Although formal hearings are open to the public, I have not identified the midwife or the witnesses who spoke for the Board or in the midwife's defense. The name of the person who made the notifications (complaints) is suppressed by law, and the names of the women who received care from the midwife, leading to the complaints are also not allowed to be published.
In his opening address the lawyer acting for the Board ( Nursing and Midwifery Board of Australia ) commented that this case will probably come down to 'dueling experts'. The second time he used that phrase it sounded more like 'drooling experts'! Whether it was intended as a joke or not, it's difficult to see the funny side when a colleague is having to undergo such grueling questions about births that took place more than 6 years ago.
There were two experts called to answer the questions put to them by the two lawyers. Both experts are Professors of midwifery: highly respected women who have impressive academic credentials. The arguments become polarised between risk and the woman's choice.
Expert 1 told the panel hearing the case that the risk of a twin birth, or a postmature birth, was too great to be managed in the woman's home by midwives. 'Risk' and 'safety' appeared to be synonymous.
Expert 2 told the panel that safety can only be achieved when the woman's right to choose is upheld and supported - even if the woman is giving birth to twins, or the pregnancy is postmature.
Have you ever listened to dueling banjos? Take a moment to listen to this one from Youtube, played by John O'Connell with James Meall.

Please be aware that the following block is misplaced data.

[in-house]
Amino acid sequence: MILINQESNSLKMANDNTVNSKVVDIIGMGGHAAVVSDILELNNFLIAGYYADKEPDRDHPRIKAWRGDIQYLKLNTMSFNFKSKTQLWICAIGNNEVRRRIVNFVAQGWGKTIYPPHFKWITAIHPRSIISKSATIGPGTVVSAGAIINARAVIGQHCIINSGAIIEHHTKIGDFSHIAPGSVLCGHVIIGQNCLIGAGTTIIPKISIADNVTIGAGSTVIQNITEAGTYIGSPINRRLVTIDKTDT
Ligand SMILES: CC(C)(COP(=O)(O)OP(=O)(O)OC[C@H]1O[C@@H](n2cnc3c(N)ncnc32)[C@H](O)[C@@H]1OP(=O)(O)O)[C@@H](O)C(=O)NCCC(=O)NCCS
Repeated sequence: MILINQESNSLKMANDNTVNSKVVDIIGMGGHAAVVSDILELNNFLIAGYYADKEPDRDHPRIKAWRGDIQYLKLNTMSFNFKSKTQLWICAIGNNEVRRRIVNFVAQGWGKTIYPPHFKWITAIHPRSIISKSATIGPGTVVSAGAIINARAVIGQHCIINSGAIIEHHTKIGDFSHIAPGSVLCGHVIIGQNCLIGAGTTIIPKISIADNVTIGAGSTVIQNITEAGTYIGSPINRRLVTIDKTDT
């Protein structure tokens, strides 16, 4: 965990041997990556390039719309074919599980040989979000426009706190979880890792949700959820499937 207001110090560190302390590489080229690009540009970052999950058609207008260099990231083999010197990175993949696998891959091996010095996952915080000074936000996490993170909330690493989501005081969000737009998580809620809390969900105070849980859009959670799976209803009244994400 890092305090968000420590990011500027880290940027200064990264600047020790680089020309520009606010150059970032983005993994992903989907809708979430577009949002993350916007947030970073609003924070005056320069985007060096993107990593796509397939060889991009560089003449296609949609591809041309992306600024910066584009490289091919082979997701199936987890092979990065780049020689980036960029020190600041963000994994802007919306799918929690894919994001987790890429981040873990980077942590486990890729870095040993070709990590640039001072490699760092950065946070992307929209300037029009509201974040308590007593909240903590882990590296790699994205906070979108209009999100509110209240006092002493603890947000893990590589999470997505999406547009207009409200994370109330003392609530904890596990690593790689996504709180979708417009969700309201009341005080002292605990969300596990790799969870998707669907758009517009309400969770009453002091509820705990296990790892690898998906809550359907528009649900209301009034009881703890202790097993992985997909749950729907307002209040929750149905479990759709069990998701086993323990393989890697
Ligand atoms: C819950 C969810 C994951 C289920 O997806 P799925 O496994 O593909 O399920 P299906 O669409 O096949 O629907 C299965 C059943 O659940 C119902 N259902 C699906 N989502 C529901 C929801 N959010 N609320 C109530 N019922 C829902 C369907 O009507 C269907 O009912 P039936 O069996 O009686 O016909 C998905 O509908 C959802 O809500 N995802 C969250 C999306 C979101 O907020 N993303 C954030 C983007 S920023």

That's the image that came to me when the barrister said we faced dueling experts.
They start out slowly, deliberately.
One makes a statement.
The second answers.
Another statement, slightly more complicated.
And it continues until they are in full swing, and I think one or both must surely be lost. I do not understand how one or the other 'wins' the duel - I think banjo players must have some rules about that.
And so it is for midwives.
Is a midwife *allowed* to agree to homebirth when one or more risk factors have been identified?
Is a woman *allowed* to plan homebirth when one or more risk factors have been identified?
This is the question, ultimately, that this panel are required to answer. The NMBA has a two-fold statutory role, to protect the public and to guide the profession. The protection of the public, in this case, is about putting limits on midwives, and thereby putting limits on the women who engage our professional services. The guidance of the profession is, in this case, about attempting to define the boundaries of a midwife's practice.
I have come away from this episode of dueling experts without any solution.
I agree with the second expert, who strongly asserted that safety can only be achieved when a mother's right to informed decision making is protected and upheld.
Yet I know well that midwives will continue to be challenged if they agree to operate 'on the fringe'.